At the destination end of the cable or fiber, for each channel, an electronic filter extracts the channel's signal from all the other channels. A local oscillator generates a signal at the channel's carrier frequency. The incoming signal and the local oscillator signal are applied to a demodulator circuit. This translates the data signal in the sidebands back to its original baseband frequency. An electronic filter removes the carrier frequency, and the data signal is output for use.
Modern FDM systems often use sophisticated modulation methods that allow several data signals to be transmitted through each frequency channel.
For long distance telephone connections, 20th century telephone companies used L-carrier and similar co-axial cable systems carrying thousands of voice circuits multiplexed in multiple stages by channel banks.
For shorter distances, cheaper balanced pair cables were used for various systems including Bell System K- and N-Carrier. Those cables didn't allow such large bandwidths, so only 12 voice channels (Double Sideband) and later 24 (Single Sideband) were multiplexed into four wires, one pair for each direction with repeaters every several miles, approximately 10 km. See 12-channel carrier system. By the end of the 20th Century, FDM voice circuits had become rare. Modern telephone systems employ digital transmission, in which time-division multiplexing (TDM) is used instead of FDM.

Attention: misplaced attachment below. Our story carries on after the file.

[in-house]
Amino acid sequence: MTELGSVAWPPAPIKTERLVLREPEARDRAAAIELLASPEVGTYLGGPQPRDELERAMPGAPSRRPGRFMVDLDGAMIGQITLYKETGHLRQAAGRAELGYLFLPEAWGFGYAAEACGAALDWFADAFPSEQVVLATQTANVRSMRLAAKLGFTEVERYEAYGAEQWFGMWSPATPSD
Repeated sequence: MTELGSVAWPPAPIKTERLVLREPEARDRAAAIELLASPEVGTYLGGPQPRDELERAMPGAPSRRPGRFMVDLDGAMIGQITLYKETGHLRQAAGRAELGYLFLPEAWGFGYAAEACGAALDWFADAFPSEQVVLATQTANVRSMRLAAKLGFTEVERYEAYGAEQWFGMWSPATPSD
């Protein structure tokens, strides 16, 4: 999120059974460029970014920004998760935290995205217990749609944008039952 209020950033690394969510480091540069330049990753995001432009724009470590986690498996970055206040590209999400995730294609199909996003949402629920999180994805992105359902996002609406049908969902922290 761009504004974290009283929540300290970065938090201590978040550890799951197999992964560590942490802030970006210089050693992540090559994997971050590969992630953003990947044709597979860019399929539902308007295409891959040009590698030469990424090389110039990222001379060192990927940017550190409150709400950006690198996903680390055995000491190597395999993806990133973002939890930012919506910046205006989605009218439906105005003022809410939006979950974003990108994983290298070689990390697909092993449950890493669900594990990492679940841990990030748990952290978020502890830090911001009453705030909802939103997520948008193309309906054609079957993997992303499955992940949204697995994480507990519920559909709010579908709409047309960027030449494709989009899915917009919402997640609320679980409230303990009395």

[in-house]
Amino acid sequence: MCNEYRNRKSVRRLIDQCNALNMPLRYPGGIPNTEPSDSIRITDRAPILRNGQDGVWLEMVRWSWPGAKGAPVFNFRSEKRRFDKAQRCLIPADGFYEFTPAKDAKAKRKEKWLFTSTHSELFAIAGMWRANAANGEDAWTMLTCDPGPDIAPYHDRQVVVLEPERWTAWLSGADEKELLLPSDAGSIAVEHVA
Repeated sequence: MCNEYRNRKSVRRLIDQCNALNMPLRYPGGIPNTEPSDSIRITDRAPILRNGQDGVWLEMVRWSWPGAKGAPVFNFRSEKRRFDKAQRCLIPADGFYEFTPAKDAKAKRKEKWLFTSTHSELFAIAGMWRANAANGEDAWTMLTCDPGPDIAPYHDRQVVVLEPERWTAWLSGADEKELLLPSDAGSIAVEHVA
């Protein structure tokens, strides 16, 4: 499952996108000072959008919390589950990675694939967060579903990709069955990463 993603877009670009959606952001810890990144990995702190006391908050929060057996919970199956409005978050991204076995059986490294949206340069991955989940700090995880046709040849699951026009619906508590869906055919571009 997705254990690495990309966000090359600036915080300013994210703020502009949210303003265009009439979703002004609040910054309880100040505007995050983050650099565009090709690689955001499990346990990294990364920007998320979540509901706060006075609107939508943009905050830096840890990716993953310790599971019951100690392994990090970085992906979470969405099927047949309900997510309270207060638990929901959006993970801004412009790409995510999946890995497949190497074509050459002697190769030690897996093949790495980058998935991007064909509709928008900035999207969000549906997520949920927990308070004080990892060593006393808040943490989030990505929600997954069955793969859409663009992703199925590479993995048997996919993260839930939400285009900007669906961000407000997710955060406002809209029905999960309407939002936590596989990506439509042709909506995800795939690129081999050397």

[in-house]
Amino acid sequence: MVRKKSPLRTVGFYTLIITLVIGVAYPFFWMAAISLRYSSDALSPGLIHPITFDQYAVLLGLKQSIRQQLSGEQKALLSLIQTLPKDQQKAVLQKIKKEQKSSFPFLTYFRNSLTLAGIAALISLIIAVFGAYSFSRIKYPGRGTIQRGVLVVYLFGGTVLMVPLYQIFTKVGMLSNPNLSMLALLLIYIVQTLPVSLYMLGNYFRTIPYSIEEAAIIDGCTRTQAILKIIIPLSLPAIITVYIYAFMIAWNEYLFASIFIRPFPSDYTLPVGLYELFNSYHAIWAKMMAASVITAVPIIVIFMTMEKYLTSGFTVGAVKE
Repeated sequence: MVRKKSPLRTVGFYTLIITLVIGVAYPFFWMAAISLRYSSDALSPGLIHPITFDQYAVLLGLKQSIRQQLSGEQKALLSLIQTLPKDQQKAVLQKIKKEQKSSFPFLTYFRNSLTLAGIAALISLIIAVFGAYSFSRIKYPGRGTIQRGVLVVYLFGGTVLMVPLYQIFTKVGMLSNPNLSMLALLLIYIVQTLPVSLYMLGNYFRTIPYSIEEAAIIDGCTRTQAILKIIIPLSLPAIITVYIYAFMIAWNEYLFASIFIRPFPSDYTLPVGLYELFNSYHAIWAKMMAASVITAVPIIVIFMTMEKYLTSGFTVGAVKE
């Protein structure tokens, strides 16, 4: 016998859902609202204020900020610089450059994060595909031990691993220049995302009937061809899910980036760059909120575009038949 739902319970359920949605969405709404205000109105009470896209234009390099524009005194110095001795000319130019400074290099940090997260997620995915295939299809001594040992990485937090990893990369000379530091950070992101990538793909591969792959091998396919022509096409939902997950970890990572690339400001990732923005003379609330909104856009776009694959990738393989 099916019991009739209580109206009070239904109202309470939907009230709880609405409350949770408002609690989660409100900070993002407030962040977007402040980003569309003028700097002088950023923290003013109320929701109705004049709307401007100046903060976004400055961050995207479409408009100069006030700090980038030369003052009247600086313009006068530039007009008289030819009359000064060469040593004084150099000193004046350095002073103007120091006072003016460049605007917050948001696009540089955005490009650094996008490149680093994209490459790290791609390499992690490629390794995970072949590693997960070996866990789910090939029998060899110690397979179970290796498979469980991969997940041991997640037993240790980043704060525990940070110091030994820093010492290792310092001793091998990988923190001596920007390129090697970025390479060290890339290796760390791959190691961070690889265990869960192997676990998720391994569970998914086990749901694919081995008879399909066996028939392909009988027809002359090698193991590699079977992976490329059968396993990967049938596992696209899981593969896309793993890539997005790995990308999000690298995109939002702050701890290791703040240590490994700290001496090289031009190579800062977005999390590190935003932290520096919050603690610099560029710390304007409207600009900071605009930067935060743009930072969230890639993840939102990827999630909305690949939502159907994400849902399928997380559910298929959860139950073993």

The concept corresponding to frequency-division multiplexing in the optical domain is known as wavelength-division multiplexing.
Group and supergroup 
A once commonplace FDM system, used for example in L-carrier, uses crystal filters which operate at the 8 MHz range to form a Channel Group of 12 channels, 48 kHz bandwidth in the range 8140 to 8188 kHz by selecting carriers in the range 8140 to 8184 kHz selecting upper sideband this group can then be translated to the standard range 60 to 108 kHz by a carrier of 8248 kHz. Such systems are used in DTL (Direct To Line) and DFSG (Directly formed super group).
132 voice channels (2SG + 1G) can be formed using DTL plane the modulation and frequency plan are given in FIG1 and FIG2 use of DTL technique allows the formation of a maximum of 132 voice channels that can be placed direct to line. DTL eliminates group and super group equipment.